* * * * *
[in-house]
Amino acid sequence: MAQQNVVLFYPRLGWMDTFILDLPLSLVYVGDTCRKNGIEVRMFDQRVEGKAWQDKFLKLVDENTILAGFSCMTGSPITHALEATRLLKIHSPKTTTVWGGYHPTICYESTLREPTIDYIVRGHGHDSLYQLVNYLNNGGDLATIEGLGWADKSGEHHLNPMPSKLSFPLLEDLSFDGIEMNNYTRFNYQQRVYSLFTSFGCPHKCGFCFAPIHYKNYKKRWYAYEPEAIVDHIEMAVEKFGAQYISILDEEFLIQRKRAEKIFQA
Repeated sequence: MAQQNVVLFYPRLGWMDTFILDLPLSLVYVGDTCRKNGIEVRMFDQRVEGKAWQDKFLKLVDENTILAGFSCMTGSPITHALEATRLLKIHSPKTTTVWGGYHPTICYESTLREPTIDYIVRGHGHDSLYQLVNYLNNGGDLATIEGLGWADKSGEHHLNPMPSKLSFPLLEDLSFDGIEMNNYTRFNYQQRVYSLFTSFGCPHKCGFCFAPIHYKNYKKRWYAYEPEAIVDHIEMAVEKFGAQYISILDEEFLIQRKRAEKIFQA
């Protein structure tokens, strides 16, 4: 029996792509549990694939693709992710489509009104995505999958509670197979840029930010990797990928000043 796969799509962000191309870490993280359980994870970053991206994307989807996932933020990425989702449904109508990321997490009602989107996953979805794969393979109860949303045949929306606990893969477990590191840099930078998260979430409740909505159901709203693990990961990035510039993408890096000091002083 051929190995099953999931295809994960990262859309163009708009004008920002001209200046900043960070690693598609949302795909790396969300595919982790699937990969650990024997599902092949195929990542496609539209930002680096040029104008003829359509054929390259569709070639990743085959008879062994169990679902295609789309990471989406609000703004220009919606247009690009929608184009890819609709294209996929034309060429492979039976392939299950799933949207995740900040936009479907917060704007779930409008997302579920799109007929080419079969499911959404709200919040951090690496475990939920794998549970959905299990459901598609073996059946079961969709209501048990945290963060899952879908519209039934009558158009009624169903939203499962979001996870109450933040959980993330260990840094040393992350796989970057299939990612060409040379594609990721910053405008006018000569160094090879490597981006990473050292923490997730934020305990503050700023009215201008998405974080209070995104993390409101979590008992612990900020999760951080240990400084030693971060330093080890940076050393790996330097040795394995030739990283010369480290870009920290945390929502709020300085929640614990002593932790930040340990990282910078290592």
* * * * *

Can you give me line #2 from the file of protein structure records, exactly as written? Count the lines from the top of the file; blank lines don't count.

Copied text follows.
Amino acid sequence: MAQQNVVLFYPRLGWMDTFILDLPLSLVYVGDTCRKNGIEVRMFDQRVEGKAWQDKFLKLVDENTILAGFSCMTGSPITHALEATRLLKIHSPKTTTVWGGYHPTICYESTLREPTIDYIVRGHGHDSLYQLVNYLNNGGDLATIEGLGWADKSGEHHLNPMPSKLSFPLLEDLSFDGIEMNNYTRFNYQQRVYSLFTSFGCPHKCGFCFAPIHYKNYKKRWYAYEPEAIVDHIEMAVEKFGAQYISILDEEFLIQRKRAEKIFQA